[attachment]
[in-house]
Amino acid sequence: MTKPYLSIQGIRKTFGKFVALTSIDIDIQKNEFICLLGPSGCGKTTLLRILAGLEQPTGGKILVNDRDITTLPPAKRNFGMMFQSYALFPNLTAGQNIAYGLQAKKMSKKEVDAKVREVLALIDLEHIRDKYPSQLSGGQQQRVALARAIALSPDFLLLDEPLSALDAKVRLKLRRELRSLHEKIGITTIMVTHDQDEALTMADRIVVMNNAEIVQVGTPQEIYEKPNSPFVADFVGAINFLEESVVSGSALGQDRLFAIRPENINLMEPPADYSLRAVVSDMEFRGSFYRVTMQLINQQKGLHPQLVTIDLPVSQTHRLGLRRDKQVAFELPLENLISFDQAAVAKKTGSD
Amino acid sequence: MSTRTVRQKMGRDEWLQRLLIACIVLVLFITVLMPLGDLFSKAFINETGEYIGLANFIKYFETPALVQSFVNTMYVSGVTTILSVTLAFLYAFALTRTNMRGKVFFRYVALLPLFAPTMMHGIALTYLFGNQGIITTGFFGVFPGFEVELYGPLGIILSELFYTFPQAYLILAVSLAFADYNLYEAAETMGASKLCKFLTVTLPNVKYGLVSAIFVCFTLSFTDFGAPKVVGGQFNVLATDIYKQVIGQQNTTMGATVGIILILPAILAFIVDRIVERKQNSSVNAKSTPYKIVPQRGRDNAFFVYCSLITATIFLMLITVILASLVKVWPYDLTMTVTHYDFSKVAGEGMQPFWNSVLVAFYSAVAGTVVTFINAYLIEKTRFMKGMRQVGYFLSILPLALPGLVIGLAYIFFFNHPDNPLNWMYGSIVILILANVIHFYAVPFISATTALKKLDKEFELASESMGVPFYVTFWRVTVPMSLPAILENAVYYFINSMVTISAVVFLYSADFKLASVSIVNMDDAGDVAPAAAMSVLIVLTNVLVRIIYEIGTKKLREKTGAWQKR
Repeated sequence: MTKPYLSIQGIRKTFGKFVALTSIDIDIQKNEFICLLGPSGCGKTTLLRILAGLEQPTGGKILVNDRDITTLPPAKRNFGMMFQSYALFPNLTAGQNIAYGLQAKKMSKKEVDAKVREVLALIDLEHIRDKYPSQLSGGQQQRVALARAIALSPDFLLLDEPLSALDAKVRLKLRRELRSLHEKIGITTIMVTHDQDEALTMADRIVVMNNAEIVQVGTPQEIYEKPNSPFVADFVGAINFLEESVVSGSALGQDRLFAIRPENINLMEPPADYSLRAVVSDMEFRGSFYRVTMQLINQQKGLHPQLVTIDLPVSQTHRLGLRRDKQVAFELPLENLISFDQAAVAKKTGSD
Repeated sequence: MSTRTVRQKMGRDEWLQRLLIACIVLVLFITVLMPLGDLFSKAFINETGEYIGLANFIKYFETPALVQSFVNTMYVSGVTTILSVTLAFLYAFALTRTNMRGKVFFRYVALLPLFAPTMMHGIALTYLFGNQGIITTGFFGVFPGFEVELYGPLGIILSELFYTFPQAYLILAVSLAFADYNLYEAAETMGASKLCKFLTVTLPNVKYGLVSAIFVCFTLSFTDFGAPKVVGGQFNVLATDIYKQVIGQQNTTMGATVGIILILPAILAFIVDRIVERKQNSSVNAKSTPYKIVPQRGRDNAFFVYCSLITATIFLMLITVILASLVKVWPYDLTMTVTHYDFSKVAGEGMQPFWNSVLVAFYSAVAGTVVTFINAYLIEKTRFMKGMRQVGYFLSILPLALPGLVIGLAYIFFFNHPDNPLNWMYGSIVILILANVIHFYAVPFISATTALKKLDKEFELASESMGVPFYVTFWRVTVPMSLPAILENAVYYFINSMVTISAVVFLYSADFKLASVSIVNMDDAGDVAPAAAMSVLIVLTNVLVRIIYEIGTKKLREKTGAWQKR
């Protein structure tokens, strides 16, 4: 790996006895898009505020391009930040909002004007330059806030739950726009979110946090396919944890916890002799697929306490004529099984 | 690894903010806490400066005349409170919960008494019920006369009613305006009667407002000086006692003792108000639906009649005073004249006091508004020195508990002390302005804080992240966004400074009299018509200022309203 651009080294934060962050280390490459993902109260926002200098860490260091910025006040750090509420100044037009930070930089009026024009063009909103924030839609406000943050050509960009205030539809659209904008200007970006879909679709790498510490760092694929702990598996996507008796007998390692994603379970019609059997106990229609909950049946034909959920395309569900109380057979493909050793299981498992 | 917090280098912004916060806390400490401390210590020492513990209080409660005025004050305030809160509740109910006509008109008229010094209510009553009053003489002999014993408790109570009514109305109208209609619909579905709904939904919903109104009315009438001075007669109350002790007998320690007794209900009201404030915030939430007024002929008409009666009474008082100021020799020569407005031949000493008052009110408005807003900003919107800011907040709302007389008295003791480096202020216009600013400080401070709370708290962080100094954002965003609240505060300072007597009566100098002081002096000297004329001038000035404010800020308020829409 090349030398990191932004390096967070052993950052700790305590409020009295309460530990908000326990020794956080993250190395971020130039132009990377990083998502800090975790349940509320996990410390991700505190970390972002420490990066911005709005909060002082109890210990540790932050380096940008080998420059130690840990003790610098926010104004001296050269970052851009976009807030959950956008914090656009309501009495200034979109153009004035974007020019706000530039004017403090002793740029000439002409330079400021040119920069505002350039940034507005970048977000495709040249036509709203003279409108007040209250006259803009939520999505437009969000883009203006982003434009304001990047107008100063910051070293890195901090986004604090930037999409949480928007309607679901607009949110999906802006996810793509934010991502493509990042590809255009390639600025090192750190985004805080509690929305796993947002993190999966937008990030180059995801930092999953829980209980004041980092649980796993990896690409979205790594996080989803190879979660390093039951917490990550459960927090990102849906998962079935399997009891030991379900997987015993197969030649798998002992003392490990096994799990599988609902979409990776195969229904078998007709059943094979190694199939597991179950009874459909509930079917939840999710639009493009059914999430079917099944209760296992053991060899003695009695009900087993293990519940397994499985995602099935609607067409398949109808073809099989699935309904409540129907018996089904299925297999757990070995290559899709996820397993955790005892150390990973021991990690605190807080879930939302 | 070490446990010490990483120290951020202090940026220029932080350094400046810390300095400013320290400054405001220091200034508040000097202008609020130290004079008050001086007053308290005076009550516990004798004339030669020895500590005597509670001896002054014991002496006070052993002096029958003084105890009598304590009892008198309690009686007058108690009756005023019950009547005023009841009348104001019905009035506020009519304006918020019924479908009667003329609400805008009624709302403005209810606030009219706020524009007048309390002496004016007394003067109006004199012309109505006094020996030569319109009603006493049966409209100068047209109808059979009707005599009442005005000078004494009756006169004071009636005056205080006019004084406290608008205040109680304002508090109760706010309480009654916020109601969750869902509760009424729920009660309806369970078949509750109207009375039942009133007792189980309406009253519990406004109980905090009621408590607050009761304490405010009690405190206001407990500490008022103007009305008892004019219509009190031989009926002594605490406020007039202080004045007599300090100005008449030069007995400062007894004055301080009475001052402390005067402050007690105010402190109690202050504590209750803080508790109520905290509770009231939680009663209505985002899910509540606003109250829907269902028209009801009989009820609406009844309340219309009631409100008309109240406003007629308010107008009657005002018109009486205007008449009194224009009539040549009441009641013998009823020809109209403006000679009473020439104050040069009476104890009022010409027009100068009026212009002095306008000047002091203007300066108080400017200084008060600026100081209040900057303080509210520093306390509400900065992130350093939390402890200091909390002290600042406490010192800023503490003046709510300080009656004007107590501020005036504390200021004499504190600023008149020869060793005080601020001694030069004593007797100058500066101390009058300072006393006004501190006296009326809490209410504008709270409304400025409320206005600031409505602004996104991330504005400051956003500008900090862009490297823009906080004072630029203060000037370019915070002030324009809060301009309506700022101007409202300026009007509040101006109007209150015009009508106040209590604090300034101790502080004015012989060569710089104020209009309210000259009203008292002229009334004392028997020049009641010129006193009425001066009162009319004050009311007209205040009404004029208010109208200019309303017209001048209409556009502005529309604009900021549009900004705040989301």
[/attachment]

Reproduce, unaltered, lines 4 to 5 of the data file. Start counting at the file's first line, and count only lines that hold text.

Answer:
Repeated sequence: MTKPYLSIQGIRKTFGKFVALTSIDIDIQKNEFICLLGPSGCGKTTLLRILAGLEQPTGGKILVNDRDITTLPPAKRNFGMMFQSYALFPNLTAGQNIAYGLQAKKMSKKEVDAKVREVLALIDLEHIRDKYPSQLSGGQQQRVALARAIALSPDFLLLDEPLSALDAKVRLKLRRELRSLHEKIGITTIMVTHDQDEALTMADRIVVMNNAEIVQVGTPQEIYEKPNSPFVADFVGAINFLEESVVSGSALGQDRLFAIRPENINLMEPPADYSLRAVVSDMEFRGSFYRVTMQLINQQKGLHPQLVTIDLPVSQTHRLGLRRDKQVAFELPLENLISFDQAAVAKKTGSD
Repeated sequence: MSTRTVRQKMGRDEWLQRLLIACIVLVLFITVLMPLGDLFSKAFINETGEYIGLANFIKYFETPALVQSFVNTMYVSGVTTILSVTLAFLYAFALTRTNMRGKVFFRYVALLPLFAPTMMHGIALTYLFGNQGIITTGFFGVFPGFEVELYGPLGIILSELFYTFPQAYLILAVSLAFADYNLYEAAETMGASKLCKFLTVTLPNVKYGLVSAIFVCFTLSFTDFGAPKVVGGQFNVLATDIYKQVIGQQNTTMGATVGIILILPAILAFIVDRIVERKQNSSVNAKSTPYKIVPQRGRDNAFFVYCSLITATIFLMLITVILASLVKVWPYDLTMTVTHYDFSKVAGEGMQPFWNSVLVAFYSAVAGTVVTFINAYLIEKTRFMKGMRQVGYFLSILPLALPGLVIGLAYIFFFNHPDNPLNWMYGSIVILILANVIHFYAVPFISATTALKKLDKEFELASESMGVPFYVTFWRVTVPMSLPAILENAVYYFINSMVTISAVVFLYSADFKLASVSIVNMDDAGDVAPAAAMSVLIVLTNVLVRIIYEIGTKKLREKTGAWQKR